The study was initially run over six sites around the country, with a trial run in Canberra in association with the Canberra Hospital and ACT Health; in Queensland, through Townsville Mackay Medicare Local (TMML); in Victoria, through the Grampians Rural Health Alliance and Djerriwarrh Health Services; in Tasmania, in association with Tasmanian Health Organisation – North and Launceston Hospital; and two sites in western Sydney that eventually merged into one: Nepean Blue Mountains Medicare Local and Anglican Retirement Villages (ARV), both in Penrith.
The aim was to demonstrate how telehealth services for chronic disease management in the community could be deployed nationally in Australia in a range of hospital and community settings with differing models of care, and to develop advanced data analytics tools that can stratify a patient's condition on a daily basis to automatically identify exacerbations or trends, allowing for early interventions to avoid a hospital admission.
The trial involved a test group and a control group, with test patients provided with a telehealth device from Telemedcare that included video conferencing capabilities as well as vital signs devices such as blood pressure cuffs and ECGs. They were also given questionnaires and were assigned a nurse who remotely monitored their vital signs and used a simple risk stratification schema that enabled them to see significant changes in their readings. The control group received normal care, delivered primarily by GPs and community nurses.
As the researchers write, part of the study’s remit was to investigate the introduction of a new role for nurses as clinical care coordinators using telehealth.
“The role of the CCC was to monitor each participant’s vital signs and liaise with GPs, specialists and community nurses who may be caring for the participant,” they write. “A project officer (PO) was also allocated to each site and fully funded by the project to manage operational activities for the study and thereby separating patient care from study operations.”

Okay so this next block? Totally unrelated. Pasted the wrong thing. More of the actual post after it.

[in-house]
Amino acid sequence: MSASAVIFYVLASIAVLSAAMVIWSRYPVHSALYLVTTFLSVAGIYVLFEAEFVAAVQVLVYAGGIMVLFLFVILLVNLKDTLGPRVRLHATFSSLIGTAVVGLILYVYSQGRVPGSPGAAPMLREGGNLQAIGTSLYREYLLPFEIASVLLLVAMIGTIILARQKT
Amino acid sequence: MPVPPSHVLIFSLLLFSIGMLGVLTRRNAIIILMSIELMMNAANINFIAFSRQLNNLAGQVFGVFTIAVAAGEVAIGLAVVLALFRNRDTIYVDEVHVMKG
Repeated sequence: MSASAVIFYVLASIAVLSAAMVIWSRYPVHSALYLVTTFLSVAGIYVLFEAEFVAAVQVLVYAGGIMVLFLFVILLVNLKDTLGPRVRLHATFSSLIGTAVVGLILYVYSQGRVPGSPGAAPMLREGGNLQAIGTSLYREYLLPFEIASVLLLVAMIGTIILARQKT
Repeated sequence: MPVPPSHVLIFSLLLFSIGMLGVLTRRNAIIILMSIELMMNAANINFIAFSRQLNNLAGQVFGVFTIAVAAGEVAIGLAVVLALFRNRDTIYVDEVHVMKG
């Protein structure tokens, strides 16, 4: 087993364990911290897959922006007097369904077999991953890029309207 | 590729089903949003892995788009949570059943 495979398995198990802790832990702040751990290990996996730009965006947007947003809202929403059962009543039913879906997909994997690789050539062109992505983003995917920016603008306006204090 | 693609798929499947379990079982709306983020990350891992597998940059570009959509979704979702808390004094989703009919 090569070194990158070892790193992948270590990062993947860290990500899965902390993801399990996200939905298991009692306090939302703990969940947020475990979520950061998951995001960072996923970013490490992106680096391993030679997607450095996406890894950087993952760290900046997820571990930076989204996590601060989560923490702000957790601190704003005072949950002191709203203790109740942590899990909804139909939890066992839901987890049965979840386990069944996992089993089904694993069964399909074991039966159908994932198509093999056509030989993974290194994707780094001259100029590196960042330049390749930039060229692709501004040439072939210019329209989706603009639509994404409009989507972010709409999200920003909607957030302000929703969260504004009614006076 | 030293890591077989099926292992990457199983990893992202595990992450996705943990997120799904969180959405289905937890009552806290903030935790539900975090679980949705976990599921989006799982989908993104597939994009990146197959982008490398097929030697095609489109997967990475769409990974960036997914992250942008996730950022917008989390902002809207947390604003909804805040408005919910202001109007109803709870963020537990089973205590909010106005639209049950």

While Professor Celler has a long-standing involvement in Telemedcare (TMC) going back to its early development by the University of NSW, the company's device was chosen as part of a comprehensive technology assessment conducted at arm's length from the study team.
The device had to be capable of:
- Vital sign monitoring – ECG, heart rate, spirometry, non-invasive blood pressure, oxygen saturation, body weight and body temperature, and optional glucometry
- Interactive features such as participant/clinician video conferencing and messaging features, support for scheduling and the delivery of clinical and study specific questionnaires to participants. It also had to be easy to use by participants and clinicians with multi-language support
- Comply with TGA and preferably also European CE Mark and US FDA regulations, as well as with Health Information Exchange (HIE) and HL7 standards and service-oriented architecture (SOA) for web services
- Clinical decision support capabilities such as the ability to export de-identified raw data signals from the system for research and analysis, and have an expert system for daily patient risk profiling
- Demonstrated experience and participation in telehealth clinical trials and research projects in Australia, along with Australian-based software and hardware R&D capability and capacity to support the research requirements of the CSIRO.
In addition to scheduled times, patients could take their vital signs at any time and a full suite of clinical questionnaires was also available, scheduled and administered by the CCCs. The TMC clinical monitoring unit also permits secure messaging and video conferencing between patients and their care coordinators.
Trial sites were originally selected based on location and demographic profile but also on the area's early participation in the roll out of fibre-to-the-premises (FTTP) NBN. This was relaxed to any kind of broadband provision following the election of the new Coalition government in September 2013.